We come to the issue first from our constituency experience. That is why we are critical of the present system. People can wait for up to six years for their cases

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to be dealt with. People hand in their passport for a new permission to stay to be approved, and they do not see their passport for weeks, months or sometimes years. Documents handed in are lost and not found. Documents are not returned. One Department does not know that another Department has transferred the case to it to be dealt with. The case does not get to the tribunal for weeks to be dealt with so that the appeal can be heard, because the papers get lost in the system.

Those are administrative problems, but behind them are real people with real concerns. There are people in refugee camps waiting to join their families. There are people who want to come on a visit, like the person who wanted to come from Sierra Leone to see his dying mother but never made it because the system would not process the application in time, and the mother died while he was still waiting for his case to be dealt with in Sierra Leone.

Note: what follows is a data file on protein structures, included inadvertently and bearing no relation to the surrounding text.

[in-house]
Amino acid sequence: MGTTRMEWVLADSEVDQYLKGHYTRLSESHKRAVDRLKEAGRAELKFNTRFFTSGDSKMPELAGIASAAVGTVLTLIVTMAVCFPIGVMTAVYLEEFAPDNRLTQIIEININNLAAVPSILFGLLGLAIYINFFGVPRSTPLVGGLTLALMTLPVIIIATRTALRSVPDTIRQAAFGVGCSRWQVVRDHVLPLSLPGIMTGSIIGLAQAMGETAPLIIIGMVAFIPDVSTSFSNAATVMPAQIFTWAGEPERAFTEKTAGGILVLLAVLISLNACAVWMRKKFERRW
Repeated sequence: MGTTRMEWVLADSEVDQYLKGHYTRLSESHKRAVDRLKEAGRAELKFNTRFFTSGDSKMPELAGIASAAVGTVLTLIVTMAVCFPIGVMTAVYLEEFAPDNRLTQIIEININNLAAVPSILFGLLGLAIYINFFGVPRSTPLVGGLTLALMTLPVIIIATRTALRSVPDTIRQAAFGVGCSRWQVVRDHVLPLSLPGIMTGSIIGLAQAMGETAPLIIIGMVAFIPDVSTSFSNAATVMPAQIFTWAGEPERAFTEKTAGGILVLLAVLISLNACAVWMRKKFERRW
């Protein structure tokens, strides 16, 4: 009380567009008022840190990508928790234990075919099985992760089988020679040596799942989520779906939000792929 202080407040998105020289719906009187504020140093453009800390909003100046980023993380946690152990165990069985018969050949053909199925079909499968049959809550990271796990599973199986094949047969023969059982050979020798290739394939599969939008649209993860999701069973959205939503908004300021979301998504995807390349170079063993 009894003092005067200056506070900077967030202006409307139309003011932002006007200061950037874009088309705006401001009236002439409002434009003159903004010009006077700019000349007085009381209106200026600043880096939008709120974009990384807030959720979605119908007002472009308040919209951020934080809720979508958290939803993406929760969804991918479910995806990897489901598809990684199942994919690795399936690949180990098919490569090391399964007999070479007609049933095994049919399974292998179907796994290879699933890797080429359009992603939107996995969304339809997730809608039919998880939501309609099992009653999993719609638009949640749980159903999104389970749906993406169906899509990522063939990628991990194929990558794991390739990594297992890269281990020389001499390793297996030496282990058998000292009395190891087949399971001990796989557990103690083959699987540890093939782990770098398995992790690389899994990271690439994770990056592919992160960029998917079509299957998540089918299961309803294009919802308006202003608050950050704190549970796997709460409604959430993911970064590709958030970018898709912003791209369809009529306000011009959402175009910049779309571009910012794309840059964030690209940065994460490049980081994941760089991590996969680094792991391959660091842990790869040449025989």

From all over the world, the experience is that the system is not working. That is not in the interest of the asylum seeker or the rest of the community, because it builds up the number of people who are literally waiting in a queue, some of them on our doorstep, and it builds up the cost.

Let us be clear that none of us in this country is being overrun by immigrants or asylum seekers. The hon. Member for Dover (Mr. Prosser) and his constituents, and those in London boroughs have borne the brunt of large numbers, but compared with many countries and the numbers with which they deal regularly, asylum seekers constitute a small additional burden on this country. A rich, western country should be able to deal with that competently and fairly.

It is true that there have been significant increases in numbers in recent years. The Home Secretary was right to say that we must be careful to get the facts right. Approximately one third of asylum seekers are accepted for settlement on the first request. After appeal, approximately half are accepted. It is not an abuse of a system for people to try, even if they are rejected. That is why the system exists. It is comparable to a court. It is not an abuse of the jury system for someone to want to go to Crown court, and it is not an abuse of the immigration system for someone to try to come to Britain. In both instances, some cases are turned down.

Of course, some people enter the country illegally, and they should not; others remain illegally, and they should not. However, we should not punish those who often come from traumatic backgrounds simply because others try to sneak through when they should not. Doing that is comparable to punishing 25 good pupils in a classroom for the behaviour of five naughty pupils. That is not the right way to run a system; indeed, it would be illegal.